i think the series conveys very effectively how at a loss lord grantham is by all of the changes. he’s a man who wants to be useful and the country doesn’t want him and the women in his life are finding their own ways.
today, they rather more on a par with the slate review i read this morning.
Last year I adored Lady Cora. I loved the way Elizabeth McGovern balanced can-do American optimism (we must find a way to smash the entail so Mary can inherit the pile of bricks my fortune rescued) and offended disappointment (OK, we can’t get around the stupid legalities, but let’s figure out a sneaky way to achieve the same result). As an immigrant myself, I related to Cora’s cultural isolation—how could she remain so cheerful when she was surrounded by snobs contemptuous of her homeland and her bloodline? And she seemed like a good mother—caring and confiding, but realistic and practical. Now she seems spoiled and weak. Her squabbles with Cousin Isobel are petty territorial disputes, and she is too much in O’Brien’s thrall.
Last year I was almost envious of Robert and Cora’s relationship—a marriage that despite all the odds was loving and respectful. Now they seem like a couple of idiots reciting meaningless words. That ridiculous bedroom speech Robert made: “We dreamed a dream, my dear, but now it’s over. The world was in a dream before the war, but now it’s woken up and said goodbye to it. And so must we.” I wanted to put a pillow over his face! Of course a man like Lord Grantham would be all puffed-up and grandiose, but this is an intimate conversation with his wife, not a speech at a regimental dinner. It made me question the foundations of their marriage.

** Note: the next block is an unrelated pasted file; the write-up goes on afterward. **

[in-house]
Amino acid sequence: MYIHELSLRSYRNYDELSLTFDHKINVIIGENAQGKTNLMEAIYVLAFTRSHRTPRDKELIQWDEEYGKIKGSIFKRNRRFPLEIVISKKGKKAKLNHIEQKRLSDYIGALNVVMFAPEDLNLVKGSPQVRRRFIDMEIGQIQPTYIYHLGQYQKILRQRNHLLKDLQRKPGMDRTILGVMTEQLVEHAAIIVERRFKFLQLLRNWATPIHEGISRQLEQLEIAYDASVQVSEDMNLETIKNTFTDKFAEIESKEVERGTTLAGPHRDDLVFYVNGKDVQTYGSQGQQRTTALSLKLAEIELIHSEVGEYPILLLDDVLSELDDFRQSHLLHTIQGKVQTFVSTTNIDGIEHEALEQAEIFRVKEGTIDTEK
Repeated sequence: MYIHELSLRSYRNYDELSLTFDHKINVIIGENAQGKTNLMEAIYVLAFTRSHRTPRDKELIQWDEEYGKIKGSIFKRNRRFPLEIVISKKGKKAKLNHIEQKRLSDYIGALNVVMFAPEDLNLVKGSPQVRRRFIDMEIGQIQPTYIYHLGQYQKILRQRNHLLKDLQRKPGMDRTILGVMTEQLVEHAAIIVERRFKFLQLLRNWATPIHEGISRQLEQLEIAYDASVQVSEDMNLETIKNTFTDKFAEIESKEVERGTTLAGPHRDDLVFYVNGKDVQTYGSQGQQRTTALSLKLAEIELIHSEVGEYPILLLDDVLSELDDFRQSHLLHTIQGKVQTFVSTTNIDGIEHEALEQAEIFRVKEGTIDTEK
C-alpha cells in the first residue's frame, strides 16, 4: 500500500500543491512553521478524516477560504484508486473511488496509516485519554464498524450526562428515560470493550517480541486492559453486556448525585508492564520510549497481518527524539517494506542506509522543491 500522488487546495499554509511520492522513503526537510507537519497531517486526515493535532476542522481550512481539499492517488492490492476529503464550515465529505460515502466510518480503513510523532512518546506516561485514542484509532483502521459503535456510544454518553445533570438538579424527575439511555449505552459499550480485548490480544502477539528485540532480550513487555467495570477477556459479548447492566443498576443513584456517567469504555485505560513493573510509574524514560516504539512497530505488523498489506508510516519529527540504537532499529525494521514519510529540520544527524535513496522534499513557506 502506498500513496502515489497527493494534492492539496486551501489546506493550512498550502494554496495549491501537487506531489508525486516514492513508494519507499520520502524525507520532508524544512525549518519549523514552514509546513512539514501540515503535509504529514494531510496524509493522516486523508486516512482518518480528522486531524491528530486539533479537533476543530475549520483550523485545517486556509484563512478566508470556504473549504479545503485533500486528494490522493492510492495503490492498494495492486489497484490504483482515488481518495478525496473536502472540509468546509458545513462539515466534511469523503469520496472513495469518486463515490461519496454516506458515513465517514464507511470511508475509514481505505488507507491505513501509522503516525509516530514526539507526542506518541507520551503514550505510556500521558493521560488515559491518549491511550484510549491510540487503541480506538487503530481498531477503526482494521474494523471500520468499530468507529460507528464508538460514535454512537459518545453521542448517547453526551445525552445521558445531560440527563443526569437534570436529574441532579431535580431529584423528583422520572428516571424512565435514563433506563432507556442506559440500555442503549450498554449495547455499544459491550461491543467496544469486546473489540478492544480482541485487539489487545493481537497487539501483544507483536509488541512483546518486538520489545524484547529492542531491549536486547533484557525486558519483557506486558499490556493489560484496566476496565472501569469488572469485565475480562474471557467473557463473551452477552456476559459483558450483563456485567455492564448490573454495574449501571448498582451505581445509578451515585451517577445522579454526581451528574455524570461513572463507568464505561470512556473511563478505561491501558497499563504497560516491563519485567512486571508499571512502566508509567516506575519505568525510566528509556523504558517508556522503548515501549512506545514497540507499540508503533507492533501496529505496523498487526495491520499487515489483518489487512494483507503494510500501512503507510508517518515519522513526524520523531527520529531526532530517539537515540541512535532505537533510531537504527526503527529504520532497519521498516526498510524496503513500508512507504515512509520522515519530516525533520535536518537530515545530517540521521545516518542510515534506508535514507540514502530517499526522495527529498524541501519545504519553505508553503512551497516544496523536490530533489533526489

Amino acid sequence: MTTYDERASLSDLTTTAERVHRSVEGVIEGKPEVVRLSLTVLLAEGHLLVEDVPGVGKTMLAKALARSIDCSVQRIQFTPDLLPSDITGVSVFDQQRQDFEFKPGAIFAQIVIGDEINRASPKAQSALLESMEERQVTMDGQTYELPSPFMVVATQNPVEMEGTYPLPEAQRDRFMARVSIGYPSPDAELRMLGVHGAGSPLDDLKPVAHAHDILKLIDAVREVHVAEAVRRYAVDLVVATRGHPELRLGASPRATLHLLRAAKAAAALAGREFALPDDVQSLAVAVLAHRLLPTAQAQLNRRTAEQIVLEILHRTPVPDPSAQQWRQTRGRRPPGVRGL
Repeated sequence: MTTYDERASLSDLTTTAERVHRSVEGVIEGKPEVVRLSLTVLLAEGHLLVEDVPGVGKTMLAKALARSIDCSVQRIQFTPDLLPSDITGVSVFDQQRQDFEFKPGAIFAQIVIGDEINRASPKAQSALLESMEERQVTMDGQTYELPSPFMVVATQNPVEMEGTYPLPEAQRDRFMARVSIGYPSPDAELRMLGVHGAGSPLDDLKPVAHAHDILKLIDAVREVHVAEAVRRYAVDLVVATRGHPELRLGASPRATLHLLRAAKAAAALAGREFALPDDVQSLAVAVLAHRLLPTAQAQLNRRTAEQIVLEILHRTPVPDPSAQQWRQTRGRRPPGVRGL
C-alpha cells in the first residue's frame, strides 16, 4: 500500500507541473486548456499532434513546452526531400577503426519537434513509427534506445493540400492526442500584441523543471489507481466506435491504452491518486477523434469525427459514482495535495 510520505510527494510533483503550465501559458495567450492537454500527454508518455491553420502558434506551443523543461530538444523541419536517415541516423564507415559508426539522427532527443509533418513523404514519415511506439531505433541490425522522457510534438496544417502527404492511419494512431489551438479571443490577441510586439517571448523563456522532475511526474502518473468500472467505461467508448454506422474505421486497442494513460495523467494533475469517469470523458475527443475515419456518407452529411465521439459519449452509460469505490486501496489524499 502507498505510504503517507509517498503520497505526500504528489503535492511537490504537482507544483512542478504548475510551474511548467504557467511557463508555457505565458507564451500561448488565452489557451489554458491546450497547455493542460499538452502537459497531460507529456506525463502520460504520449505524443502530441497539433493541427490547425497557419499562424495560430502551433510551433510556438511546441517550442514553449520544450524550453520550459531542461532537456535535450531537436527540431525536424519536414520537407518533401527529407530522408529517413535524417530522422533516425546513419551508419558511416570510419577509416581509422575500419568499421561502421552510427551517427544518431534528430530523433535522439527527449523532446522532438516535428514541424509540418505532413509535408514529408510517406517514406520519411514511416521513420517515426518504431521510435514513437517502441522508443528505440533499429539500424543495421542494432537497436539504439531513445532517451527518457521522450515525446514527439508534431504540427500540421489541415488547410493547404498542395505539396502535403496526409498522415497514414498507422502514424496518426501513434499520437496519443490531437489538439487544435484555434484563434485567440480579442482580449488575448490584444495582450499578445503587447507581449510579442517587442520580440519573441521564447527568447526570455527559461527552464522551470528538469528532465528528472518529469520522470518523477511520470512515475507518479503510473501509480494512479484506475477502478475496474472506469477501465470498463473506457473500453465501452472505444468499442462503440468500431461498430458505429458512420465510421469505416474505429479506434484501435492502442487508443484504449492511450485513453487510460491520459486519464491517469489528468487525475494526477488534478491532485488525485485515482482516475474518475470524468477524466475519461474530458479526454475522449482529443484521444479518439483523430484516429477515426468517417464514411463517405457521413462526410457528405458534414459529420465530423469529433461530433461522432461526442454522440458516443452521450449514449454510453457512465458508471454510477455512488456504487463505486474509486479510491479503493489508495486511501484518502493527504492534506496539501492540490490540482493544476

meanwhile i have become completely fascinated by thomas and o’brien. amazing how on the one hand you can almost sympathize with thomas for getting himself invalided out of the war and still feel ashamed of him. and i love o’brien’s secret, inner moral event horizon (which she apparently crossed with The Soap, and is now attempting to recover). she has her own boundaries and there is no consistency but she follows her own rules.
finally, there is something so perfect and yet so absurd in the writing of matthew and mary this year. the trope of the star-crossed lovers who believe they deserve to be star-crossed is a classic for a reason, but somehow this version of it feels so satisfying it is hard not to be caught up. the actors are so lovely in these parts, and play it with such the right balance, that even a die-hard ‘shipper like me isn’t even sure if she is rooting for mary or lavinia to end up with matthew. there is something so mature and heartbreaking in the way that mary actually seems to like lavinia while still realizing how much she loves matthew, and in the genuine affection matthew finds himself having for mary while believing himself to be safe in the arms of lavinia.
also, the clothes (all snaps from the downton abbey screencap page at caps by emma jane):